The position of the EMA is that changes to the manufacturing of the ATMP should not undermine or impact adversely the quality, efficacy or safety of the medicinal product or the related risk-benefit balance. The objective of the comparability exercise is to facilitate the assessment and demonstration of this.


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This is a follow up to our previous posts relating to the European Medicines Agency’s (EMA) various policies on access to documents. This continues to be an area of activity for the EMA and there have been a number of developments that have impacted the EMA’s position. Firstly, Brexit has directly affected one of the main pillars of the transparency activities of the EMA, namely the proactive publication of clinical trial data submitted by pharmaceutical companies in support of certain types of regulatory submissions to the Agency (the EMA’s Policy 0070).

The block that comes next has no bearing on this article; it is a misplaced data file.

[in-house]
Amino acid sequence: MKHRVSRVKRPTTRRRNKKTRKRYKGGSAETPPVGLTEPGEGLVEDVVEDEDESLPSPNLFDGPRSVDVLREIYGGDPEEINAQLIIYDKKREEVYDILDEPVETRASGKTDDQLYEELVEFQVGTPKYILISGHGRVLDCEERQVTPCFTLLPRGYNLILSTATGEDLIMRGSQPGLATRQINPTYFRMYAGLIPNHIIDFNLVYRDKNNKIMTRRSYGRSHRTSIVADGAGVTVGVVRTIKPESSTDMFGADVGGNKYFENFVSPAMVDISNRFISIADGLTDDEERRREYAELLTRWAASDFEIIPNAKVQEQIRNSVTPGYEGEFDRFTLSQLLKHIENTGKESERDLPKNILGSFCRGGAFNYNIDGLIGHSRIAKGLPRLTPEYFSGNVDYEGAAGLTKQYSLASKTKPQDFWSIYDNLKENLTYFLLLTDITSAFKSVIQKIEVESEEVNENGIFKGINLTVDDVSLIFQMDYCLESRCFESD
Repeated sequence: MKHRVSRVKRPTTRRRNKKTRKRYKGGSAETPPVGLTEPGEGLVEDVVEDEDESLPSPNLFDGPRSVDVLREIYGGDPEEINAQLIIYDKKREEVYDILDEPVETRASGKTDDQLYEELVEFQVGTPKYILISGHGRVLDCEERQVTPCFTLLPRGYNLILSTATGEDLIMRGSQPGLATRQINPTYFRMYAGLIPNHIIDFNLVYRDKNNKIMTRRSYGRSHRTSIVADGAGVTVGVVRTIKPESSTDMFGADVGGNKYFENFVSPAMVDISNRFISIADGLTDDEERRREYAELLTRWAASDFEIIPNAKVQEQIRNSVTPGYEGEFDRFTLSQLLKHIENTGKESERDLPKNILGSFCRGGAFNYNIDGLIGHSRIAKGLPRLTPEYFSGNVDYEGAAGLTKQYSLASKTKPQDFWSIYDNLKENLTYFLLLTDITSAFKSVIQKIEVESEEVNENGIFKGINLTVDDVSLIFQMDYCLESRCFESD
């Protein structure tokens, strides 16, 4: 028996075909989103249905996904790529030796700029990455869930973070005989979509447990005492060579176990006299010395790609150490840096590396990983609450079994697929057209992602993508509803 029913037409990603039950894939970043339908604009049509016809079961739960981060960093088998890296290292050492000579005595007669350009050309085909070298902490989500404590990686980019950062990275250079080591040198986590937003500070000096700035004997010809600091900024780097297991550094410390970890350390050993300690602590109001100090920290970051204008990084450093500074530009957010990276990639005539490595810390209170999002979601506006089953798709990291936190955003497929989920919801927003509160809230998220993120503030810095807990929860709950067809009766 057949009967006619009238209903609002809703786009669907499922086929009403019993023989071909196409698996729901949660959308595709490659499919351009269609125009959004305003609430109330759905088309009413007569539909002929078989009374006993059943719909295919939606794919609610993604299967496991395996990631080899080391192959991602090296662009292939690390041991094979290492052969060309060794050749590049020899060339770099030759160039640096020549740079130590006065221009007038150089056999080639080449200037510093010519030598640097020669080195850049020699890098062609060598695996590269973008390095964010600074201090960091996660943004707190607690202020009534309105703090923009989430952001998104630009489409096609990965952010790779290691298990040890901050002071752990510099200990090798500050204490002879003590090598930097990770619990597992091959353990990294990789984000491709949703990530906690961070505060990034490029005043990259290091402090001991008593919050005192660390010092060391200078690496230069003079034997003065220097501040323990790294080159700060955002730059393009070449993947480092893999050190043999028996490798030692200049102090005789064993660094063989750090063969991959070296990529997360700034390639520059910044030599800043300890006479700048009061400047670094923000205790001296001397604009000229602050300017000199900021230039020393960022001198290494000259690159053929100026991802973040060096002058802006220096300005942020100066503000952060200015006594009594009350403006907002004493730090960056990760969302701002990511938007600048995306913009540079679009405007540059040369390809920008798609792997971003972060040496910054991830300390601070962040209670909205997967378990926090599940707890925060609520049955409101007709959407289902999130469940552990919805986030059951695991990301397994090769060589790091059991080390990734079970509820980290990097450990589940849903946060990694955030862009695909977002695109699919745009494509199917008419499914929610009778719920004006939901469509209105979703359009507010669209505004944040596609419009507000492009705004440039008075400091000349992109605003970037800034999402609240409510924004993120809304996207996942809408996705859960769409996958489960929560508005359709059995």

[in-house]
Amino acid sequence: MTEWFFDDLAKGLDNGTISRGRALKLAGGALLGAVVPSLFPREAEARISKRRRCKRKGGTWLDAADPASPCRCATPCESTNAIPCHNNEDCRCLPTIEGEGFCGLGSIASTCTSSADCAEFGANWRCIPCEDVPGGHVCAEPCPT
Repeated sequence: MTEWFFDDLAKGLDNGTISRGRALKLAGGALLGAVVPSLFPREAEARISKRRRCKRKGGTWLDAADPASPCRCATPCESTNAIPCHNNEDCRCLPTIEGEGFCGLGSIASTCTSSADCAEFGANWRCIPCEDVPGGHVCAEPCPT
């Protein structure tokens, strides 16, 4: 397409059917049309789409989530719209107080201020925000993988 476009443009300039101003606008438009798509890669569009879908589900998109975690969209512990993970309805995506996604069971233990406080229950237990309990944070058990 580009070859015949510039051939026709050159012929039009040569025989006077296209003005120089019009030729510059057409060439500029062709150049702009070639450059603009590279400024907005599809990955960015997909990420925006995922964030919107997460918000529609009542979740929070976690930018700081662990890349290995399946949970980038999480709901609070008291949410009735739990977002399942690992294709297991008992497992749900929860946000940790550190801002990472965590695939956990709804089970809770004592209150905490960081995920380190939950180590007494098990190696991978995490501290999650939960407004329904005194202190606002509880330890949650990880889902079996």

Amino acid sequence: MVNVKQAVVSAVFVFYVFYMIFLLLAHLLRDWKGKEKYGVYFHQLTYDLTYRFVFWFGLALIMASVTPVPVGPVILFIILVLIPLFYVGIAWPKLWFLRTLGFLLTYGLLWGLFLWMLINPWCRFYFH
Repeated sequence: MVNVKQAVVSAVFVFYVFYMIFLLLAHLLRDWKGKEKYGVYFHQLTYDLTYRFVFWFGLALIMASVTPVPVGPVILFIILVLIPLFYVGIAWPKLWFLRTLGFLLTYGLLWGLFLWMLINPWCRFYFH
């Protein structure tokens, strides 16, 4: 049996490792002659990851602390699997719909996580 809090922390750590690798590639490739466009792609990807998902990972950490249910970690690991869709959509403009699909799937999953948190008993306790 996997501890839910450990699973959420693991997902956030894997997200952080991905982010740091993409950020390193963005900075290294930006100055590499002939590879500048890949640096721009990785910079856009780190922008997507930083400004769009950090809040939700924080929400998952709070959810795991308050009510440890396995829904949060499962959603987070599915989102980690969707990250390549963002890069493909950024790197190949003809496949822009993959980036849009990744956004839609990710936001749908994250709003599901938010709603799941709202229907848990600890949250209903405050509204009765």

Secondly, while the reactive transparency activities of the EMA relating to access to documents in accordance with Regulation (EC) No 1049/2001 (the EMA’s Policy 0043) have been less affected by Brexit, there may be other challenges for the EMA ahead.


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On 3 June 2019, the European Medicines Agency (EMA) launched a public consultation on a draft guideline providing guidance on the quality dossier requirements for Drug-Device Combinations (DDCs) in the context of a marketing authorisation or post-authorisation application.